Aspiring Architects Build a Pavilion in the Vermont Forest
By William Lamb / Published by Dwell
Recommended by
In a Vermont forest, architecture students design and build a pavilion for quiet contemplation.

Each summer for the last three years, the Boston firm Moskow Linn Architects leads an intensive design-build workshop for aspiring architects called Studio North. The idea, the firm’s principals say, is to give students a chance to develop hands-on experience by designing and constructing a structure that engages with a rural landscape.

The Birch Pavilion sits atop a 14-by-26-foot platform composed of hemlock and pressure-treated timbers. Photo courtesy of Moskow Linn Architects.

The Birch Pavilion sits atop a 14-by-26-foot platform composed of hemlock and pressure-treated timbers. Photo courtesy of Moskow Linn Architects.

In 2011, Studio North’s inaugural summer, five students gathered in Norwich, Vermont, where architect Keith Moskow lives, and designed a chicken coop with a gabled roof that mimicked that of a neighboring barn.

Overhanging rafters establish vestibules at both ends of the structure. Photo courtesy of Moskow Linn Architects.

Overhanging rafters establish vestibules at both ends of the structure. Photo courtesy of Moskow Linn Architects.

This past summer, Moskow and his partner, Robert Linn, returned to Norwich with a new group of students who set about designing a structure on a gently sloping, wooded hillside. “The intent was to create a sacred space,” Moskow says. “Not a place to pray, but a place to enjoy and celebrate nature.”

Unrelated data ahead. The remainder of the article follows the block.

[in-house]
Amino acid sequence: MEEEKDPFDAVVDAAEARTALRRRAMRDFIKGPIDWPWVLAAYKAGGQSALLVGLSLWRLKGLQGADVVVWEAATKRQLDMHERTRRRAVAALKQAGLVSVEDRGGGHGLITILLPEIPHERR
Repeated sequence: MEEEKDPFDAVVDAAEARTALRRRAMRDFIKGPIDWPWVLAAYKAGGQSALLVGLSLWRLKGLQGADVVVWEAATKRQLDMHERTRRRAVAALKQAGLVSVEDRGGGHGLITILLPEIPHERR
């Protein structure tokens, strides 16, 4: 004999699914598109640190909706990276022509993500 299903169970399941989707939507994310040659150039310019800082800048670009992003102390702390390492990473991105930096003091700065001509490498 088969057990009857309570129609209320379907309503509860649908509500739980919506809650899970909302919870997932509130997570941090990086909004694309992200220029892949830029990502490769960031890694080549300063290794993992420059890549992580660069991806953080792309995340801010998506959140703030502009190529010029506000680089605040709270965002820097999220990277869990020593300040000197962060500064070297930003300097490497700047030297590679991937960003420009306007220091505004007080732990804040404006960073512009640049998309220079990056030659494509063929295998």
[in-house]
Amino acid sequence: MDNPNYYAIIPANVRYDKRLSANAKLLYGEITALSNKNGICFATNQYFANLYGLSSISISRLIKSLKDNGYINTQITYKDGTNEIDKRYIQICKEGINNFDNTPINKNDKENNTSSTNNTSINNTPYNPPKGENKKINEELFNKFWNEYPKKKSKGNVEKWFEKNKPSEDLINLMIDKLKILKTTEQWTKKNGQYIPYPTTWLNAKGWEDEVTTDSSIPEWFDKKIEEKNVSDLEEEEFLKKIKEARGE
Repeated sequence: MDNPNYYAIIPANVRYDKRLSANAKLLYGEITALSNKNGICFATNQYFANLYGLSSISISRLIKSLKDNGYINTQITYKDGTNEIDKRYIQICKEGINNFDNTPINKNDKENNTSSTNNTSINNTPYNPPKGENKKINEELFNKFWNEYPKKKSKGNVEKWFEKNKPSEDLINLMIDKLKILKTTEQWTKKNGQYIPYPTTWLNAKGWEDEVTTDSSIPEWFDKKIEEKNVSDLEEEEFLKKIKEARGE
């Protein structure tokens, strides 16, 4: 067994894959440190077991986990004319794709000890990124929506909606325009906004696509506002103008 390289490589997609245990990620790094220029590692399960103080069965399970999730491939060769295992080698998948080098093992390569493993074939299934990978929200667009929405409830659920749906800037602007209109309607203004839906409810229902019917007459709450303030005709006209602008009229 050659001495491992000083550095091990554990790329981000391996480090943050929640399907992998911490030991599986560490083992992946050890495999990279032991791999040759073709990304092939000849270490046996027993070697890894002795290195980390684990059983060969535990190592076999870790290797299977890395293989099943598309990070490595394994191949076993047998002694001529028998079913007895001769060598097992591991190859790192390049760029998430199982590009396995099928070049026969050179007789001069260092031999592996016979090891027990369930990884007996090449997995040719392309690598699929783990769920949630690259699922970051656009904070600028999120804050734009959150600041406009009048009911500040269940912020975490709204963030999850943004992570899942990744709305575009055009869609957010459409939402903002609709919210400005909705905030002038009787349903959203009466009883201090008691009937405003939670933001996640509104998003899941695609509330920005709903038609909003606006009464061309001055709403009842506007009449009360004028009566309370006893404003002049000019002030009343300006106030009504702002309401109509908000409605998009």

The pavilion is framed with 34 lenghs of timber, each about 8 inches in diameter and cut to a length of 9 feet. Photo courtesy of Moskow Linn Architects.

The pavilion is framed with 34 lenghs of timber, each about 8 inches in diameter and cut to a length of 9 feet. Photo courtesy of Moskow Linn Architects.

The first step was to clear the site of undergrowth and site the structure so it would be oriented toward Mt. Ascutney, 25 miles away in Windsor, Vermont. Then the students selected and harvested 8-inch-diameter birch timbers, cutting 34 of them to a length of 9 feet. The timbers were set in a line on a 14-by-26-foot platform that was oriented to frame a view of Mt. Ascutney in the distance.

The Birch Pavilion under construction. Photo courtesy of Moskow Linn Architects.

The Birch Pavilion under construction. Photo courtesy of Moskow Linn Architects.

The Birch Pavilion, as it is known, is open to the sky, with overhanging rafters forming a vestibule at each end. Eventually, ivy will cover the pavilion’s base.

The pavilion is oriented to capture views of the clouds, stars, and foliage. Photo courtesy of Moskow Linn Architects.

The pavilion is oriented to capture views of the clouds, stars, and foliage. Photo courtesy of Moskow Linn Architects.

Since its completion in the summer of 2013, the Birch Pavilion has been used for two memorial services, a mediation retreat, a yoga class, and family gatherings, Moskow says. A small wedding is scheduled to take place there in the spring.

Construction of the pavilion was completed in the summer of 2013. Photo courtesy of Moskow Linn Architects.

Construction of the pavilion was completed in the summer of 2013. Photo courtesy of Moskow Linn Architects.

The pavilion frames a view of the peak of Mt. Ascutney, 25 miles in the distance. Photo courtesy of Moskow Linn Architects.

The pavilion frames a view of the peak of Mt. Ascutney, 25 miles in the distance. Photo courtesy of Moskow Linn Architects.

William Lamb

@williamlamb

Will Lamb is a writer and editor based in Jersey City, New Jersey. He served as a senior editor at Dwell from 2013 to 2015.

Comments
Everybody loves feedback. Be the first to add a comment.
The author will be notified whenever new comments are added.
Dwell Life © 2016Download our iOS App

Join us and discover, create, and collaborate with the Dwell community.

Log in